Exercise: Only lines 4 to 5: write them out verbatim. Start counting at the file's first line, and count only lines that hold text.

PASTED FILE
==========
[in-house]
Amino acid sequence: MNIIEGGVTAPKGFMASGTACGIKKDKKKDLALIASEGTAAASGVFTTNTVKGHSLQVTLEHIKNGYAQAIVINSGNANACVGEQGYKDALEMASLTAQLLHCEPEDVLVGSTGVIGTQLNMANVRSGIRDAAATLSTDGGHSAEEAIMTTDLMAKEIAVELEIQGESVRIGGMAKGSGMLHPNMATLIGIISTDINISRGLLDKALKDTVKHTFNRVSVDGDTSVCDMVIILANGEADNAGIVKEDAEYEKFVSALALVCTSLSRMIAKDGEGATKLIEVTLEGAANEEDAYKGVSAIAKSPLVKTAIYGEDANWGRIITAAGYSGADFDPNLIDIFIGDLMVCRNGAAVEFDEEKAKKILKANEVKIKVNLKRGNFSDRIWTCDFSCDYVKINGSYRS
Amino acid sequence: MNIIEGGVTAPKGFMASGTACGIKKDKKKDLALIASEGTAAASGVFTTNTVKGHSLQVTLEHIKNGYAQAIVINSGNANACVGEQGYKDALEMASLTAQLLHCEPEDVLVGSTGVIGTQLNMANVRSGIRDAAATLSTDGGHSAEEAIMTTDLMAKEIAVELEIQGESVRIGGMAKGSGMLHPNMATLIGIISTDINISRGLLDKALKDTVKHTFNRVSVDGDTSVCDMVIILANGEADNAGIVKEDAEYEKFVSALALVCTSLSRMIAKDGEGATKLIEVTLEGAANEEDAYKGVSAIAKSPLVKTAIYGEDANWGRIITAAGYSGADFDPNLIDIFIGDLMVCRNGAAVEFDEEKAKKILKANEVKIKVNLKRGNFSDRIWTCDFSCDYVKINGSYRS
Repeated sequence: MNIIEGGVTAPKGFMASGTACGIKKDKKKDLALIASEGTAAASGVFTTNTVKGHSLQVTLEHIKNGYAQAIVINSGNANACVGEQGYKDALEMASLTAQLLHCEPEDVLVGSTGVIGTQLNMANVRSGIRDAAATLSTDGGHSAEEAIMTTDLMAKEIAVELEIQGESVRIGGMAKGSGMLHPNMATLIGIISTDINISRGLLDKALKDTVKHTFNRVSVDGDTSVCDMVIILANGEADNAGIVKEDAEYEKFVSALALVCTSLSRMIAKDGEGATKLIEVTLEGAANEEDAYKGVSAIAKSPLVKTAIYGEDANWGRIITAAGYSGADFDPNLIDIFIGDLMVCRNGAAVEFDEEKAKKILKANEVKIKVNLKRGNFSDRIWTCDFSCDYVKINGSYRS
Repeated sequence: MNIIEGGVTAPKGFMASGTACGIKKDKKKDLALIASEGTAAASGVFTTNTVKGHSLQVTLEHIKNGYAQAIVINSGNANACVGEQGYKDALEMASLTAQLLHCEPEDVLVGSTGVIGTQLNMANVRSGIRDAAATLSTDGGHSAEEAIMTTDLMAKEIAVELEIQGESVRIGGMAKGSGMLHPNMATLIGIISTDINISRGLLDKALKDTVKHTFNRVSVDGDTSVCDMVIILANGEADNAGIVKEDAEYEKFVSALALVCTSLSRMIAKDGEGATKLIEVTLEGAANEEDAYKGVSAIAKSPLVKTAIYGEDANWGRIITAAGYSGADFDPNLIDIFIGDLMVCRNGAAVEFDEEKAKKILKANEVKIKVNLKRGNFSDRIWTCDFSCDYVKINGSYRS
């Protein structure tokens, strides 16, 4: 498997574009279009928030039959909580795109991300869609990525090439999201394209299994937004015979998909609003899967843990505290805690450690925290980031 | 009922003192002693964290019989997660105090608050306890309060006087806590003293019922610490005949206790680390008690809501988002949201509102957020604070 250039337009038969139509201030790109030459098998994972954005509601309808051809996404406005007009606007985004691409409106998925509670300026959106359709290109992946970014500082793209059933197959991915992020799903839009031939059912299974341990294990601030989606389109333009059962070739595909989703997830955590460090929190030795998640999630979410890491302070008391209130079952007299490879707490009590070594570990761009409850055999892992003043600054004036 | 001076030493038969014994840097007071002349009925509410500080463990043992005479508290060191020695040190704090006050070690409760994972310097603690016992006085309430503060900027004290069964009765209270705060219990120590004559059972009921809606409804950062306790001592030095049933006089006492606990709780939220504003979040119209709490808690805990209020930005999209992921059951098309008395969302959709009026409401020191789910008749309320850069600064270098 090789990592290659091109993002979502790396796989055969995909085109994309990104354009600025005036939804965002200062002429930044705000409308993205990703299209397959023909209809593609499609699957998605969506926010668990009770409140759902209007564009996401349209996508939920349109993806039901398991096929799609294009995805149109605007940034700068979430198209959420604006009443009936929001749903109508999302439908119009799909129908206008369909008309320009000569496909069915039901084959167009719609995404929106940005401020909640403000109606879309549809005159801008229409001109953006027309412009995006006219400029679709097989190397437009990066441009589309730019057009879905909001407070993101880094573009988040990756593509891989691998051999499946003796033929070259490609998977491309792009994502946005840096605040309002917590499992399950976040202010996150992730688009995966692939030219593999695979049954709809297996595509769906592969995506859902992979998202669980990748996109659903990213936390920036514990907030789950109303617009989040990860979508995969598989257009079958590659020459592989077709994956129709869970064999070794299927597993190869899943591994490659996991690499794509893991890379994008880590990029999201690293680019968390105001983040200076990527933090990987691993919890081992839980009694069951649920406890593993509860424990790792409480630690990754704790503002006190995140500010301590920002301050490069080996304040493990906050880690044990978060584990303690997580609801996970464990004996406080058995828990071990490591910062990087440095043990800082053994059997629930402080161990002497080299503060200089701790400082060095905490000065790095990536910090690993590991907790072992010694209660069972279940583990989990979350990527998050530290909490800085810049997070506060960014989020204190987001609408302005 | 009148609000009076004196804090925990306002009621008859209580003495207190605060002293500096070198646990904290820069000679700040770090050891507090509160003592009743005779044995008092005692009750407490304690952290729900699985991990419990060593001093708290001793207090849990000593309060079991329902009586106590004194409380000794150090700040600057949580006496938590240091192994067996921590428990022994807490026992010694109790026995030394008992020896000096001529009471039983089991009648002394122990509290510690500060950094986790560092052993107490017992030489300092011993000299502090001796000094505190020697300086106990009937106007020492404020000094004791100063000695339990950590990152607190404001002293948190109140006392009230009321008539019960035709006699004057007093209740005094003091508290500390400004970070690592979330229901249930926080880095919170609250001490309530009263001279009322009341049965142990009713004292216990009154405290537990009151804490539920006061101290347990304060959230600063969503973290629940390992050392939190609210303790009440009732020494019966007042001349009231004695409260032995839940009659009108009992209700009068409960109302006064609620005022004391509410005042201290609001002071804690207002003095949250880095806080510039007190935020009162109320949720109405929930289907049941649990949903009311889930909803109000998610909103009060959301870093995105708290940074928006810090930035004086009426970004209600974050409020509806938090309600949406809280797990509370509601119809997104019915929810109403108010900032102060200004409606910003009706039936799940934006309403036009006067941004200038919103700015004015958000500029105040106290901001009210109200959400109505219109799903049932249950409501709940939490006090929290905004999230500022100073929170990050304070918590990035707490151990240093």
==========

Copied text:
Repeated sequence: MNIIEGGVTAPKGFMASGTACGIKKDKKKDLALIASEGTAAASGVFTTNTVKGHSLQVTLEHIKNGYAQAIVINSGNANACVGEQGYKDALEMASLTAQLLHCEPEDVLVGSTGVIGTQLNMANVRSGIRDAAATLSTDGGHSAEEAIMTTDLMAKEIAVELEIQGESVRIGGMAKGSGMLHPNMATLIGIISTDINISRGLLDKALKDTVKHTFNRVSVDGDTSVCDMVIILANGEADNAGIVKEDAEYEKFVSALALVCTSLSRMIAKDGEGATKLIEVTLEGAANEEDAYKGVSAIAKSPLVKTAIYGEDANWGRIITAAGYSGADFDPNLIDIFIGDLMVCRNGAAVEFDEEKAKKILKANEVKIKVNLKRGNFSDRIWTCDFSCDYVKINGSYRS
Repeated sequence: MNIIEGGVTAPKGFMASGTACGIKKDKKKDLALIASEGTAAASGVFTTNTVKGHSLQVTLEHIKNGYAQAIVINSGNANACVGEQGYKDALEMASLTAQLLHCEPEDVLVGSTGVIGTQLNMANVRSGIRDAAATLSTDGGHSAEEAIMTTDLMAKEIAVELEIQGESVRIGGMAKGSGMLHPNMATLIGIISTDINISRGLLDKALKDTVKHTFNRVSVDGDTSVCDMVIILANGEADNAGIVKEDAEYEKFVSALALVCTSLSRMIAKDGEGATKLIEVTLEGAANEEDAYKGVSAIAKSPLVKTAIYGEDANWGRIITAAGYSGADFDPNLIDIFIGDLMVCRNGAAVEFDEEKAKKILKANEVKIKVNLKRGNFSDRIWTCDFSCDYVKINGSYRS